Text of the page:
And on his couch his weary length he flings.
Soft be thy pillow, servant of mankind,
Lulled by an opiate, art could never find;
Sweet be thy slumber--thou hast earned it well--
pleasant thy dreams! Clang! goes the midnight bell
Darkness and storm! the home is far away
That waits his coming ere the break of day;
The snow-clad pines their wintry plumage toss--
Doubtful the frozen stream his road must cross;
Deep lie the drifts, the slanted heaps have shut
The hardy woodman in his mountain hut.
Why should thy softer frame the tempest brave?
Hast thou no life, no health, to lose or save?
Look, read the answer in his patient eyes--
For him no other voice when suffering cries;
Deaf to the gale that all around him blows,
A feeble whisper calls him, and he goes."
( inside back ledger binder cover)
D.G. Sublett, see pg 35
vocations in life = 65
page 80 - Harris G. Arnett, 11 =
" 60 - taxes
" 80 - photo
Phils age 77 = 66 C. Howard
Taxes Pa 60
[On 19 Aug 1930, Larkin Howard died in Magoffin Co at the age of 98. (actually 94 --b. Aug 1836--according to the Howard genealogy, pg. 328.) He was the brother of Rebecca (Higgins) Arnett's mother, Phoebe Howard, and thus H.G. Arnett's uncle. According to the Howard genealogy, he was intelligent and an entertaining conversationalist. He had served in the Civil War and especially after his wife died in 1908 probably enjoyed conversations with H.G. Lark lived in Royalton. H.G. Arnett thought enough of him to paste a copy of his obituary on the back cover page of his Journal. The obituary is copied below:]
"EASTERN KENTUCKY'S OLDEST MAN DIES AT MAGOFFIN CO. HOME
Lark Howard Passes Away On Eve Of Ninety-Ninth Birthday
Lark Howard, ex-Confederate soldier and probably the oldest man in Eastern Kentucky, if not in the entire State, died at his home near Royalton Thursday evening after about four months illness caused by a fall. Interment was made in the family cemetery Wednesday, the 20th, his ninety-ninth birthday.
Mr. Howard was an ex-Confederate soldier, having served through out the Civil War as a Lieutenant under Captain Cox. Like all the members of the human race, Lark had some of the weaknesses of the flesh, but he lived a consistent life. Honesty was his watchword and manhood his slogan. At his home on Licking River hundreds have been fed and sheltered. it was said of him and his good wife who preceded him in death, that not even the raggedest beggar was turned from their door.
He lived a long life in a world of crime and wrong, and he was never in a courthouse on any charge and was never sworn as a witness in a court proceeding. He manifested his faith in a Supreme Being and evidenced his respect for religion. His standards of honesty, his loyalty to friends and his interest in the general welfare of his country made Lark Howard a figure that will long be remembered, and won for him hundreds of friends who will mourn his loss.
God preserved his life, let us believe, on account of his sterling qualities, to ripe old age. The closing days of his life were spent in obedience to the faith he professed and he awaited with confidence the last stroke of the clock of time.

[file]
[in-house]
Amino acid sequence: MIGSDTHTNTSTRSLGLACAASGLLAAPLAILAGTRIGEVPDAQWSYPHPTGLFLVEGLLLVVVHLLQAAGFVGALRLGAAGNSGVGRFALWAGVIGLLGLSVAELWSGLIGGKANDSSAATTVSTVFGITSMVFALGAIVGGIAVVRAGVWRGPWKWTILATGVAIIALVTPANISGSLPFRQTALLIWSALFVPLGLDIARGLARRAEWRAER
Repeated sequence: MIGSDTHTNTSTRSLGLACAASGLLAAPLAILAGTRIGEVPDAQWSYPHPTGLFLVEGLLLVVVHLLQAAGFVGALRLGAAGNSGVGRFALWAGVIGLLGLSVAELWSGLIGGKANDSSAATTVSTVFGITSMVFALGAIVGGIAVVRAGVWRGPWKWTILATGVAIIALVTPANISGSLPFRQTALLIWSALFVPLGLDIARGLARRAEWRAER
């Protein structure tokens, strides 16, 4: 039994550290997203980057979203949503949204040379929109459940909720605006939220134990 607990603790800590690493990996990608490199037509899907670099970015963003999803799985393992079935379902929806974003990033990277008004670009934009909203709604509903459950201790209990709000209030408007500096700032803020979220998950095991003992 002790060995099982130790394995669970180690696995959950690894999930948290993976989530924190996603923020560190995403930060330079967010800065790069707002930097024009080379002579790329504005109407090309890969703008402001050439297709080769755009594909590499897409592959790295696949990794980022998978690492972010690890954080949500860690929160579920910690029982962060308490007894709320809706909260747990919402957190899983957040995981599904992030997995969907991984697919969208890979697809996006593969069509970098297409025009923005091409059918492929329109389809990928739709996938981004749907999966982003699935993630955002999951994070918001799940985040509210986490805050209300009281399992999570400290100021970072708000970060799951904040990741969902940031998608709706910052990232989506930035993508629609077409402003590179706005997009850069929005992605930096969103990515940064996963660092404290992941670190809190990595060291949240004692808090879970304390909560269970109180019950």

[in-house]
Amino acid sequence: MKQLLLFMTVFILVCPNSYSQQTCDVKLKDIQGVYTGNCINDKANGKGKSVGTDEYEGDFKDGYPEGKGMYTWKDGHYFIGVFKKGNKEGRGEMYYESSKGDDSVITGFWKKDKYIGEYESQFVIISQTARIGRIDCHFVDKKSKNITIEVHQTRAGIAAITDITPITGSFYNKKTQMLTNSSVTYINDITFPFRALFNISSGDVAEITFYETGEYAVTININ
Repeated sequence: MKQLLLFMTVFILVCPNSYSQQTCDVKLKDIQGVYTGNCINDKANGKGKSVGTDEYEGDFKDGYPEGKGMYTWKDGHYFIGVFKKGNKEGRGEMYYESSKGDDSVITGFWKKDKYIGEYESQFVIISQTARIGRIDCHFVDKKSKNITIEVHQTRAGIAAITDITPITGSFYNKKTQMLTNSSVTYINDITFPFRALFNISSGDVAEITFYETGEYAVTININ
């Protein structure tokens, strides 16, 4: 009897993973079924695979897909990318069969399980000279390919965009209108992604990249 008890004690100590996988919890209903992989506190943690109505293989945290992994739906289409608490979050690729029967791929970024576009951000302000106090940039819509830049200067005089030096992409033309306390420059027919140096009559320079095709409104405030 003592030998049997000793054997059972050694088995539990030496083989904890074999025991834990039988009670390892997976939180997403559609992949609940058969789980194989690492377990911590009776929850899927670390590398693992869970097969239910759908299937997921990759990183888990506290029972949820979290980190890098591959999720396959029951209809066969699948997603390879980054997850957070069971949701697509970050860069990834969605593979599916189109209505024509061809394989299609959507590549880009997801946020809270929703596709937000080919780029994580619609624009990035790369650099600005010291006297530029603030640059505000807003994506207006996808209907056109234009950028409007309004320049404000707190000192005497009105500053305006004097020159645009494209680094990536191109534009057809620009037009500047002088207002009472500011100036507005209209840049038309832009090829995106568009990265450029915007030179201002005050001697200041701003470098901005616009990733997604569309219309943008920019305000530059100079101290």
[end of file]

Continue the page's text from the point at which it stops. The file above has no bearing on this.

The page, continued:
He was married to Polly Salyer in 1859. He was a member of the United Baptist Church since 1911.
He was the father of eleven children, seven of whom survive him: Mrs. B.W. Higgins [wife of Rebecca Higgins' brother, Branch], Mrs. R. L. Arnett [Robert Lee was the son of Farrish and Eliza Howard Arnett] and Mrs. Fred Prater, of Salyersville, Mrs. G. H. Howard of Ivyton and Ben Howard, of Royalton."
[In a conversation Wendell recalled, "Branch was one of the Higgins. They were a big family. Virgil was the oldest, then Branch, Rebecca, Wise, Gene and about 8 or 10 in total. At one time Branch was the superintendent of the County Schools. He taught school, but in later life Branch was kind of a retired person. He built his house on Paintsville Street, and he was married to a woman named Howard. He was Grandma's brother. Her name was Rebecca Higgins. We called her Becky. She and Branch were very close. She was next to him in age. Then she had a sister and two or three others. She would ride in side-saddled to go see Branch." -- W.W. A. interview]
["Overcoming Obstacles" essay from page 65, and the "closing page."]
(65) "It will be found, in the history of most men who have achieved success, that this has been due to their overcoming of obstacles, and not to their having had no obstacles to overcome. In fact, obstacles are put before us as a challenge to our ability. Overcoming what is unpleasant or puts a difficulty in our way has a tendency to develop our faculties.
"We should not complain, therefore, when Nature or events put difficulties before us. We should hitch up our belt a notch tighter, and tackle them, for in so doing, we develop our strength, and make ourselves much fitter to meet future dangers.
"Life is just one obstacle after another, and to 'him that overcometh shall be given the crown of life.'